By Ambrea Mikolajczyk
April 1, 2021 will forever be etched in my brain.
It was the day that cast a dark cloud and overshadowed the sacrifice, as well as all the good, and hard work done over 15 years that my husband Kevin and I have spent building the community and having a positive impact on housing throughout Toledo.
Before I share my disappointment, allow me to first tell you about my background and journey as one of the first Black female developers in the region.
My name is Ambrea Mikolajczyk and I was born and raised in Toledo in the BUMA neighborhood on Goodale and Macomber. I met my husband Kevin while we were teenagers working at the athletic apparel store Finish Line. I later discovered we attended the same high school, Roy C. Start. I earned an academic scholarship through Toledo Excel and Helen Cooks, PhD, and graduated from The University of Toledo with a Pharmacy Administration Degree. I studied and made connections in order to land a career that spanned 15 years as a pharmaceutical sales manager for Pfizer, and then Genzyme.
Curious about real estate, Kevin and I attended an auction and purchased our first distressed properties: a house and a duplex. Not having experience in the fields of construction nor real estate, we attended meetings, watched videos, read, and researched everything we could to gain a better understanding of these industries. We partnered with experienced professionals to assist us in our efforts.
With each project we placed our livelihood on the line, using every dollar of our personal savings, 401K and Roth IRA plans, loans and all the sweat equity we could muster to invest in our neighborhoods. Fast-forward to today, we have renovated over 20 structures, improved property values in desolate communities, and own and manage, with our team, nearly 200 apartments.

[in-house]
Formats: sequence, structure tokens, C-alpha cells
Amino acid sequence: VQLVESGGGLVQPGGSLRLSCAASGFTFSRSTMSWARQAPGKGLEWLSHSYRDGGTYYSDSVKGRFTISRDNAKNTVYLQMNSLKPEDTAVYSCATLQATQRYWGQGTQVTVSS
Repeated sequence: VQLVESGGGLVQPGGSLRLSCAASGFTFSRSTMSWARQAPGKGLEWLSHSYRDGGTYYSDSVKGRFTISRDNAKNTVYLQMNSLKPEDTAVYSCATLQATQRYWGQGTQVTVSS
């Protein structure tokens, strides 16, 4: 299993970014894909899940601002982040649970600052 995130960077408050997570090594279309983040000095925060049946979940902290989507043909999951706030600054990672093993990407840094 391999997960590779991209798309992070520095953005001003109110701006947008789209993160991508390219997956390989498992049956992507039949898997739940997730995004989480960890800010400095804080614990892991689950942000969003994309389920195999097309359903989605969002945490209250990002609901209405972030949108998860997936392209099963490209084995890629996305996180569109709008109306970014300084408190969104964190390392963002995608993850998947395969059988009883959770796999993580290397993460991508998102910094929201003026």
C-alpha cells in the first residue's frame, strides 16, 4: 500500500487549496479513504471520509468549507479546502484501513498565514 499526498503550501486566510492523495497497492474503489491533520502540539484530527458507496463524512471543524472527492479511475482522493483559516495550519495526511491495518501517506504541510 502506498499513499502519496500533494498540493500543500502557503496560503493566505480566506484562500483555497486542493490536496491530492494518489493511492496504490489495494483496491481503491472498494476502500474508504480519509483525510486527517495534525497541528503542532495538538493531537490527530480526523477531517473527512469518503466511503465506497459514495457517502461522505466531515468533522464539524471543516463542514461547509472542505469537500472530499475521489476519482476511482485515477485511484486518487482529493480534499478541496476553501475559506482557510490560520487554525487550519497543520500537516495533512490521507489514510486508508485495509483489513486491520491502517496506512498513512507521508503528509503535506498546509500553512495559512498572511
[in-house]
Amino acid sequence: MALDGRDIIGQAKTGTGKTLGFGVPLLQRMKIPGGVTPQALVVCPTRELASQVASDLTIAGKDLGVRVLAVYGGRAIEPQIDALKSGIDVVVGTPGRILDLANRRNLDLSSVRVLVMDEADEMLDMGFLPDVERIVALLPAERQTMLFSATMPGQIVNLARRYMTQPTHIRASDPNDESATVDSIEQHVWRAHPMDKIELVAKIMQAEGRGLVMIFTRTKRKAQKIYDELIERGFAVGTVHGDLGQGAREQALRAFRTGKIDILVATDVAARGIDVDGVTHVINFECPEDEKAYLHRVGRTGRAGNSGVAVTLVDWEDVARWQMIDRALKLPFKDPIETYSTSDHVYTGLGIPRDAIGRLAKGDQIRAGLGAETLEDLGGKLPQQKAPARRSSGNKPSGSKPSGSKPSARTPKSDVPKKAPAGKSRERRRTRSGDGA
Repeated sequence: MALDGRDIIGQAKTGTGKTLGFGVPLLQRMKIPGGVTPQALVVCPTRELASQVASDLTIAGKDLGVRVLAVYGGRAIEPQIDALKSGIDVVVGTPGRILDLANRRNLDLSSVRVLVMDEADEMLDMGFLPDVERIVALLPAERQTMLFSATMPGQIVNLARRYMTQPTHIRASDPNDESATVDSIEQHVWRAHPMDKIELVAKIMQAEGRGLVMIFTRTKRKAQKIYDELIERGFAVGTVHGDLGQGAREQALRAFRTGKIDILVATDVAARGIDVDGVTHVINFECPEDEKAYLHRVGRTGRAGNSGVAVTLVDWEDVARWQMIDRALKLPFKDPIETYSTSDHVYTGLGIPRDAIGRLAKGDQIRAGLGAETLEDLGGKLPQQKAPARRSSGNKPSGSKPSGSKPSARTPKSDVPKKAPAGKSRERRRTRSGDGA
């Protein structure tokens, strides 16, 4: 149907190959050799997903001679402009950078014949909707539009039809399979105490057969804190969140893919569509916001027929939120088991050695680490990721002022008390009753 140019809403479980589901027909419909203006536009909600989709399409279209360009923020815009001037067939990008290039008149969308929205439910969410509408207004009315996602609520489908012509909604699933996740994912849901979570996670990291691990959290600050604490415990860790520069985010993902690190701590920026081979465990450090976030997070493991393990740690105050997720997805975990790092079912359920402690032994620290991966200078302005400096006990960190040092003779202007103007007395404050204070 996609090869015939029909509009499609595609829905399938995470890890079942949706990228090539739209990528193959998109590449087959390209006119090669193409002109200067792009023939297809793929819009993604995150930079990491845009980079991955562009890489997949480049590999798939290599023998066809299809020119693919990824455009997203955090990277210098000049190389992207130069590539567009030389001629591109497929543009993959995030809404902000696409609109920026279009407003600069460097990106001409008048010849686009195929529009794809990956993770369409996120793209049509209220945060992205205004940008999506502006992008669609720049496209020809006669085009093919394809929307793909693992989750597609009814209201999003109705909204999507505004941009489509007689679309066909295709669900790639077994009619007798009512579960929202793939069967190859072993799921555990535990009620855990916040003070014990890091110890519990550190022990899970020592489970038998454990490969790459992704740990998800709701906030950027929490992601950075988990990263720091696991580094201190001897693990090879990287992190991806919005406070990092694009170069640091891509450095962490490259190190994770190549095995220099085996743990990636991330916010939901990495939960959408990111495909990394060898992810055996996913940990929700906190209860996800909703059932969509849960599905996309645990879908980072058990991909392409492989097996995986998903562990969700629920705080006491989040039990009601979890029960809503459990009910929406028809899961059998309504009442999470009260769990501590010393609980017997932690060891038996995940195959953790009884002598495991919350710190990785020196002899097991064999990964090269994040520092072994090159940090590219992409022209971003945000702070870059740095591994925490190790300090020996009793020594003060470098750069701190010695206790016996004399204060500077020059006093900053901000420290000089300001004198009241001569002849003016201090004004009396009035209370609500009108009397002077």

In 2017, I felt a calling to leave my successful career in pharmaceuticals to launch our construction company, where I am majority owner. Kevin and I had acquired the knowledge necessary to help clients with their construction needs and we wanted to pursue this new venture full-time. I named the company ARK, because very much like Noah in The Bible, I knew our novel career journey would be challenging, yet necessary. I knew the move would require tremendous faith in order to see it through to have any success. I also knew that starting the company would be difficult to navigate especially as a Black woman, as we are a scarcity in this male-dominated field.
So let’s revisit my dark cloud. It came when the Regional Council of Carpenters Union showed up to protest at the former Wonder Bread Factory, an 80,000 square foot factory located in the Historic Vistula that ARK is renovating. The protest came as a complete surprise and was aimed at KCS Contracting, a contractor that I’ve hired to complete the carpentry.
Although disappointed the picketing took place at all, I have since sat down with Mike Gibson, Senior Representative Council of Carpenters and Dan Morey, Area Representative Council of Carpenters and had a successful meeting in which we discussed ways to move forward.
Then I read the opinion piece about me published April 6 in The Truth. The article was prompted as a response to the protest at the former factory. The article came across as if I do not value workers’ rights, treatment and wages, which could not be further from the truth.
I was shocked by the words and phrases used to describe me and the situation involving me. For example, the article described me as “emotional” and the phrase “get in bed with” were used. Unfortunately, these sexist descriptions are commonplace when it comes to women in leadership roles. These words are never used to describe men occupying the same roles.
I thought those words to be ironic published in a newspaper titled “The Sojourner Truth,” a publication named after a former slave and women’s rights activist who in her “And, Ain’t I a Woman” speech said, “if a woman have a pint, and a man a quart – why can’t she have her little pint full? You need not be afraid to give us our rights for fear we will take too much, for we can’t take more than our pint’ll hold.”
ARK Restoration & Construction, a minority-certified construction business, provides quality construction services for residential, industrial, and commercial clientele. As a locally-grown business, we support our workforce, many of whom are people of color, because ARK strives to provide economic opportunity for our family of employees.
As we wait for the Carpenters Union, the group which staged the well publicized protest outside our development to provide their minority workforce numbers, here are mine:
- Nearly 50 percent of my workforce are Black
- 30 percent are Women
- With a combined 100+ years’ experience in construction, our team possess the skill, training, safety, and dependability for absolute customer satisfaction. We specialize in construction management, general contracting, masonry, carpentry, historic rehabilitations, and consulting. arktoledo.com